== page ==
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Old Sep 16th, 2011, 08:03 AM   #97
trader967
 
 
Join Date: Sep 2011
Posts: 4
Kaminsky on Strategy Session yesterday said he heard that Greece may default this weekend. Maybe it's finally time. But I have been wondering about the meeting occuring in Poland. In January 2011 Poland and Czech Republic were anxious to join the EU but decided to bide their time, waiting for the zloty/euro situation to improve (according to Bloomberg Businessweek at least). PLN EUR chart looks good to me.
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Old Sep 16th, 2011, 09:39 AM   #98
Martinghoul
 
 
Join Date: Jan 2009
Location: London
Posts: 6,310
Quote:
Quote from benwm:
I think trefoil's assessment is accurate. If Greece pulls out, the Euro will quite possibly rally, and vice versa if it is Germany that decides to pull out. But the Euro is likely to survive in some form or other.

There is still a way out of this mess, but I don't feel that Merkel/Sarkozy are the ones to steer us through it. Maybe when these two clowns have moved on then there will be some feasible solutions put on the table.

What is your central scenario?
That they ultimately integrate... With or without Greece, but Greece is a special case. I think it's important to recall that the US has gone through this and managed to make it. Obviously, there are some differences, but still.
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Old Sep 16th, 2011, 12:17 PM   #99
trefoil
 
 
Join Date: Mar 2007
Posts: 3,523
Quote:
Quote from Martinghoul:

That they ultimately integrate... With or without Greece, but Greece is a special case. I think it's important to recall that the US has gone through this and managed to make it. Obviously, there are some differences, but still.
I'd say Portugal as well, should they succeed in holding this together semi-permanently. They've been suffering under the euro for a real long time, and most of their exports go to Spain. They could use a devaluation badly.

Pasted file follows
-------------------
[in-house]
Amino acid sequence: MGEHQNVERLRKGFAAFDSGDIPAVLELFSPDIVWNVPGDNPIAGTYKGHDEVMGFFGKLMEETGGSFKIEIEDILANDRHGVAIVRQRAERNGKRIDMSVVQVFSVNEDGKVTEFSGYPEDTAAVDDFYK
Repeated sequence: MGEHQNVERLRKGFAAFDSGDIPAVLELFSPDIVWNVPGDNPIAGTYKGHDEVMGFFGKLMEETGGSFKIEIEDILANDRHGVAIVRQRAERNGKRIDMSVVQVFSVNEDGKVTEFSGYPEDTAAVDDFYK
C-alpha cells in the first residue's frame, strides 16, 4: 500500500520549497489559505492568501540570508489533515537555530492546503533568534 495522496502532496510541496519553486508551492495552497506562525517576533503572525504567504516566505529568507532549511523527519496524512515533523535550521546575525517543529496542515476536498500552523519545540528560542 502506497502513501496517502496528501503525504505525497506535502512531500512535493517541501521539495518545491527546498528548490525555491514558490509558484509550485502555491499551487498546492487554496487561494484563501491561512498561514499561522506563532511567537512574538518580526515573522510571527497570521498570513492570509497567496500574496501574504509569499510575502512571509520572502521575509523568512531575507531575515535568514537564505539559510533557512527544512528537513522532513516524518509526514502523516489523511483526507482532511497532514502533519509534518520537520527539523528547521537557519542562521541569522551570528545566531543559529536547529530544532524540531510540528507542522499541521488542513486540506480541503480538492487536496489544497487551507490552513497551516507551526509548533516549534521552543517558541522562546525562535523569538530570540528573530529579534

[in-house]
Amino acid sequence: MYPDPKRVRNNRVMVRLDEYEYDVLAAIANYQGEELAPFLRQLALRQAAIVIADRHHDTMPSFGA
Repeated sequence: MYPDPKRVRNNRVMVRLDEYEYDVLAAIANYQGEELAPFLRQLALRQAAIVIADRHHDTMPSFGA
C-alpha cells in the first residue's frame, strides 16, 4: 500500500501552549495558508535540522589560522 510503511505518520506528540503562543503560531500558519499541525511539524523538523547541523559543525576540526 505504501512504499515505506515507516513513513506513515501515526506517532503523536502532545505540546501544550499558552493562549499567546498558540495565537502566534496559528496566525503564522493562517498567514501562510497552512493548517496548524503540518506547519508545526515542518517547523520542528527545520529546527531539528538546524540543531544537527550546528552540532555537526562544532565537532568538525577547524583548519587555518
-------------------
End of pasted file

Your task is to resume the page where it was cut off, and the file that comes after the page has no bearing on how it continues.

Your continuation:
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Old Sep 16th, 2011, 08:24 PM   #100
Happy Hopping
 
 
Join Date: Oct 2006
Posts: 254
Quote:
Quote from jrkob:

No, it means that you need to pay 36% per annum of the notional you want to "insure", and this is for a maturity of 5y (Bloomberg doesn't know yet how to deal with upfront+running but can't blame them as market participants change the way they quote all the time).

In the real world, no one will agree for you to pay on a running basis only. At the moment (as in today), if you want to insure 5y Greek debt, you will need to pay 58% of your notional upfront, and 5% per annum.
1) IN that case, does any1 has a link as to the actual figure of the cost of these CDS to insure Greece for 5 yr.?

2) Also, the CDS is to insure Greece of a default, pay out $50M. But what if it's a partial (structure) default? Does the institution who underwrite those CDS, for e.g., Goldman Sach, still have to honor the CDS if it's a partial default? What's in the fine print?
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Old Sep 17th, 2011, 05:57 AM   #101
Martinghoul
 
 
Join Date: Jan 2009
Location: London
Posts: 6,310
What's a "partial default"? In general, there's a set of events that are supposed to legally trigger CDS. Restructuring, re-denomination, missed coupon, etc... However, ultimately the decision falls to ISDA/committee of mkt participants and, finally, courts. That's what makes sov CDS into such a sh1tty scam product.
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Old Sep 17th, 2011, 11:34 AM   #102
jo0477
 
 
Join Date: Aug 2010
Location: Vancouver, Canada
Posts: 229
Quote:
Quote from Happy Hopping:

1) IN that case, does any1 has a link as to the actual figure of the cost of these CDS to insure Greece for 5 yr.?

2) Also, the CDS is to insure Greece of a default, pay out $50M. But what if it's a partial (structure) default? Does the institution who underwrite those CDS, for e.g., Goldman Sach, still have to honor the CDS if it's a partial default? What's in the fine print?
Here's a link for sovereign CDS rates

http://www.cnbc.com/id/38451750
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